Kay switches off the lights
Frances de la Tour plays the role of Kay, the much tried stage manager. It is a wonderful performance. Her character’s efficiency and good nature, as well as the delight she takes in reading in for absent minor characters, are compelling. The scenes where Kay talks about actors and directors she has worked with – Richard Eyre, John Gielgud, Laurence Olivier – and about the National Theatre itself were so believable. The younger cast members listen with fascination. Actors entranced by the lore and the history of their own craft. Despite Bennett’s joking about actors and acting, he has a deep love for the craft and its performers. This wells up especially in Kay’s role.
At the end, Kay gets to switch off the lights and end the play, too. It was a nice touch, and I don’t know how Frances de la Tour did it, but in the simple action, and the pause just before, as she looks around the now empty stage, there is a wonderful feeling of contentment mixed with a kind of bitter-sweet longing.
Or maybe I was just reading too much into the scene.
Technically, this NT Live broadcast was very satisfactory. There was no sound delay (as in All’s Well that Ends Well) and the Lyttleton stage felt to be the right size for the performance and for the broadcast. It helped the atmosphere in Gothenburg that the cinema was filled, (though not to overflowing). There was a better turn out than for either All’s Well or Nation, about on a par with Phedre.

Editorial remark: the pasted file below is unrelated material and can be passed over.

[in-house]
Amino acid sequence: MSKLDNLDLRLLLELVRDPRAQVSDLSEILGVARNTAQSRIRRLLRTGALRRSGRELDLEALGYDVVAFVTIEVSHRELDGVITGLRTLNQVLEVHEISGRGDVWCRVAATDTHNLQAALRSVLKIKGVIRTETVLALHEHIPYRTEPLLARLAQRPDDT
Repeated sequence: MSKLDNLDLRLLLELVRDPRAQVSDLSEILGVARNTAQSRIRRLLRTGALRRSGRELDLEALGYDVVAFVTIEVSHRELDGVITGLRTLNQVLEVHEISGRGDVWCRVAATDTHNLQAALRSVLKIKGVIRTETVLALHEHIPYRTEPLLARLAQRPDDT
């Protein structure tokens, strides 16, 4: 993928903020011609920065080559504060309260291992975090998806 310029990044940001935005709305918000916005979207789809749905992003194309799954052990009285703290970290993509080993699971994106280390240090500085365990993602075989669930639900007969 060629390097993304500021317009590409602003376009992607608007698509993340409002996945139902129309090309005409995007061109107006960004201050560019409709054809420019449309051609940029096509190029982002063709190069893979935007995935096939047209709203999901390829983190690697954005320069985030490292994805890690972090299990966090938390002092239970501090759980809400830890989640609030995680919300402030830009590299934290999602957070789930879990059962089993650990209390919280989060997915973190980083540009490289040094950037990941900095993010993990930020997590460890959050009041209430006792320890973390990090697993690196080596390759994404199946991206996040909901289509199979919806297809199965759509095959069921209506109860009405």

It was good to be able to hear the reactions of the audience in London. It helped cue reactions in Gothenburg. I’m sure most of the audience here were fluent users of English and a number will, like me, have been native speakers. But for the Swedes, even though the actors delivered their lines with clarity, it’s still a bit more of an effort. When one is used to subtitles one forgets how much of a crutch they are.
I think most people got most of the jokes. The only noticed our audience out of phase with London a couple of times. Once when Donald defends his character Humphrey Carpenter and stresses how he “practically started Radio”. That got a laugh in London but fell flat in Gothenburg. And then when Auden claims to once have been compared to a Swedish deckhand, that got a much bigger laugh here than in London.